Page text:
And as well as even 60p. And you have some quality settings. Whether you're going to be using, you know, sort of a bit rate and all that kind of stuff of the, of the camera itself. Now going over just some more traditional options that really affect stills so we'll just skip over those for right now. >> What sort of controls do we have over our audio? >> We're going to find our audio settings, I believe down here in menu number seven, under camera settings. And here we can do a couple of things. We can turn audio recording on and off, which is something you probably want to do. >> Right. >> Under audio recording level, if you press that, you can actually adjust your input levels.
And you'll notice this is kind of nice. We have built-in audio meters here, which is a nice feature to have on a camera so you know what's getting there. And you can kind of control how things are working then. >> Yeah, looks like it's got a scale that goes from zero to, of course 31. How did they come up with 31? >> Yeah, you know, well I said it's a little Sony EOS there as well. Then we also have things like wind noise reduction. So we can sort of do some in camera processing, not something that I usually turn on, I like, like to do that later on in post production. >> All right, well it looks like it's a pretty robust menu system and of course there's a lot of options in here for stills, you've got presets, white balance, temperature,.
>> Yeah, absolutely I mean there's other couple, couple of things that you know, affect shooting video, we have zebra pattern. So when you're doing manual focusing. That's going to work as well. We have things like grid lines. So you can sort of see, sort of a grid of the image. There's a level so you can whether you're level things of that nature. The other thing that I have to point our here on the menu system that's, you know, you can dive deep on your own when you get into it. Is sort of the WiFi and sort of the, apps lists. Using Sony's Play Memories technology and the Play Memories Suite. You can actually download apps to the camera and start messing with different things, like I said Toy Cameras and Tilt Shift kind of effects and there is also you can control WiFi settings.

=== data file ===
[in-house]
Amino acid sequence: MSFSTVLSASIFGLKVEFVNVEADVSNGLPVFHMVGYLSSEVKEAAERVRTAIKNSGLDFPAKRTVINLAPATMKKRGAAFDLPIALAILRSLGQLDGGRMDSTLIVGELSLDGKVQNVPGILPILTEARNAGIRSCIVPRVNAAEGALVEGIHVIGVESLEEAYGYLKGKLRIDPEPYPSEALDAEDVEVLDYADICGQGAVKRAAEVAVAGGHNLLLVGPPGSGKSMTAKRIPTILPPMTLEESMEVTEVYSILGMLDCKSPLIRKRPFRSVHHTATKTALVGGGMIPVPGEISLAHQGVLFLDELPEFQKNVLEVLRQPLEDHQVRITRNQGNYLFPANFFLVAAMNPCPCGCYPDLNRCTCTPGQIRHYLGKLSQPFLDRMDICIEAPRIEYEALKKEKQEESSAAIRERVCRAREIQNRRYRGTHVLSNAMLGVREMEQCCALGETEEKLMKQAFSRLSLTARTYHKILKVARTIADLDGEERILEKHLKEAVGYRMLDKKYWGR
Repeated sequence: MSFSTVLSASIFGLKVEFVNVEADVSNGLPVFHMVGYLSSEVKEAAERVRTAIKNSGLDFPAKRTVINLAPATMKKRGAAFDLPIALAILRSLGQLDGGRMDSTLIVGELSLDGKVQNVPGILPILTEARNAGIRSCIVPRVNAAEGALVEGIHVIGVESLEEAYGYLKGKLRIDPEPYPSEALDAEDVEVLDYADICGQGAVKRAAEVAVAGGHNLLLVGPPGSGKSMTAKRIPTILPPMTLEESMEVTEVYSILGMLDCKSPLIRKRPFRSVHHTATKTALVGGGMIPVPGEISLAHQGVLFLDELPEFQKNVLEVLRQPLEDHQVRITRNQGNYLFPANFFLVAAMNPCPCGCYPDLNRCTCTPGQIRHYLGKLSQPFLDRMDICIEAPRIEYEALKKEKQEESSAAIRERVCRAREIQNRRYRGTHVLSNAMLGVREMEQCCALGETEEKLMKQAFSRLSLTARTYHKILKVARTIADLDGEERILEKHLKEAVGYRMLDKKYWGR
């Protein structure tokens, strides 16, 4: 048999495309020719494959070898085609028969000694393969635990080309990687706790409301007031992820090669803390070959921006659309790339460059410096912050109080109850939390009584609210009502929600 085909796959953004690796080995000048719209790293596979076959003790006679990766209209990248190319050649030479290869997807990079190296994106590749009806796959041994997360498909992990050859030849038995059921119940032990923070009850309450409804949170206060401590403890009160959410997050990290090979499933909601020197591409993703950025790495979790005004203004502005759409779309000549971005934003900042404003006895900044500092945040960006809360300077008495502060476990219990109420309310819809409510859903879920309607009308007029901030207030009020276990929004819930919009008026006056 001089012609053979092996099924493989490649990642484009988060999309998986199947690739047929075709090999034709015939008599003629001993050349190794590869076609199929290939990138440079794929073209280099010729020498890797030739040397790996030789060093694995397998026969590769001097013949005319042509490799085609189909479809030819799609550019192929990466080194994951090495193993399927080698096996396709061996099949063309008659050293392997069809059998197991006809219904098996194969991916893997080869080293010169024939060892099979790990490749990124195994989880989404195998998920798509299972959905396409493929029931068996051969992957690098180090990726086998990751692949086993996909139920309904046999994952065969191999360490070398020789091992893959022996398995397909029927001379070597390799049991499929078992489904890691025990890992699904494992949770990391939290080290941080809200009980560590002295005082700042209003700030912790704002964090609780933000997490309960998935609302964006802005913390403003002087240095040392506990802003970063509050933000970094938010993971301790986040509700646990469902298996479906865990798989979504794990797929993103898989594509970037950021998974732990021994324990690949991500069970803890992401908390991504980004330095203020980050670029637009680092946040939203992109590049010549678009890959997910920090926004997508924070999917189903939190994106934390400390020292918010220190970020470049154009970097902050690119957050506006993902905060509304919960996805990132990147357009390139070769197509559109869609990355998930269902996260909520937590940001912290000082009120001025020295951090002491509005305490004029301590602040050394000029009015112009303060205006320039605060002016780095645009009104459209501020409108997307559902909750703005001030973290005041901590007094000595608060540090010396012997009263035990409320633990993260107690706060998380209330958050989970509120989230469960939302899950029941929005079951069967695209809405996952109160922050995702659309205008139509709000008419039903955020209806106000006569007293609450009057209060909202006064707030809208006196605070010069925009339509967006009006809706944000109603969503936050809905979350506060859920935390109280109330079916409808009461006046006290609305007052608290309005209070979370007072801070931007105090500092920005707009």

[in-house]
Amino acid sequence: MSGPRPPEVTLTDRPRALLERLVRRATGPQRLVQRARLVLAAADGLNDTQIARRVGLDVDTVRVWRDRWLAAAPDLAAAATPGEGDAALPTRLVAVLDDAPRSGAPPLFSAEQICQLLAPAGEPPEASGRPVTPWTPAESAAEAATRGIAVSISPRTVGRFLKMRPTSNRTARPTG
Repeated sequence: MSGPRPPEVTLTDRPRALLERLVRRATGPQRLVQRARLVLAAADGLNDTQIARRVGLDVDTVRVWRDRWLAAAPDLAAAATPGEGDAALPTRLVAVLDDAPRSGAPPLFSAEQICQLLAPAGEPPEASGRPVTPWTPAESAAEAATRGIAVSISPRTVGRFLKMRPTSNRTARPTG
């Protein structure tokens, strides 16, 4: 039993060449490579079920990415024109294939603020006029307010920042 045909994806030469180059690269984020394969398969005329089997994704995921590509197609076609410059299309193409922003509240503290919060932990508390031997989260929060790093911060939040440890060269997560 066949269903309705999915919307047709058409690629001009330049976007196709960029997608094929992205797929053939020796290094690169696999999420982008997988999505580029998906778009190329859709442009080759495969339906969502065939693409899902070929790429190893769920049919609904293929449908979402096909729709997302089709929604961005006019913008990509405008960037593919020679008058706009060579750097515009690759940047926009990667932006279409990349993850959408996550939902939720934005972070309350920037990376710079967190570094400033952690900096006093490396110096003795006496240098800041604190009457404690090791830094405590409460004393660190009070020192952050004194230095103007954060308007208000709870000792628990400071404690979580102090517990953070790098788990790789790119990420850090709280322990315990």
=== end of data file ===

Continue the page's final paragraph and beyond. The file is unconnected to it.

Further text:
Now one last thing Rich. >> Yeah. >> That I think concerns people in the settings here. Is down here on the last tab which looks like a little toolbox and this is going to be sort of where I'm going to find, if I scroll over to menu number three on the last menu item. This is where I am going to get HDMI resolution and HDMI control. So, here I can actually pick from HDMI set to Auto, or I could change this to output 1080p or output 1080i. And this is really important because if you are piping signal out of the camera to a digital recorder, you can choose what type of signal its going to output, either 1080p or 1080i.
>> And this is nice because you can output a clean, non marked up HDMI signal to a digital recorder allowing you to record in something even more robust, although, HVCHD on small camera like this is a great format. But if you need something more than that, with this full frame sensor you can do some pretty good things. >> Yeah, and then the last thing I'll mention is that like any good camera system, you can save favorites and save configurations. So if you're always constantly going back to. Hey, I want these three buttons to do this while I'm in video mode. Well, you can program those buttons as custom functions so that you can recall them easily later on.
>> All right. Well, we've shown you some of the footage that we got with this camera throughout this week's episode. Feel free to check out these cameras. It is interesting what Sony is doing and I think that other manufacturers moving towards a full frame sensor is going to become more and more the standard across product lines. As well as, as Rob mentioned I'm quite excited by the idea of downloadable apps and user upgradability. So, this is a good feature to look for. And I'm glad to see that Sony is pushing the levels of innovation.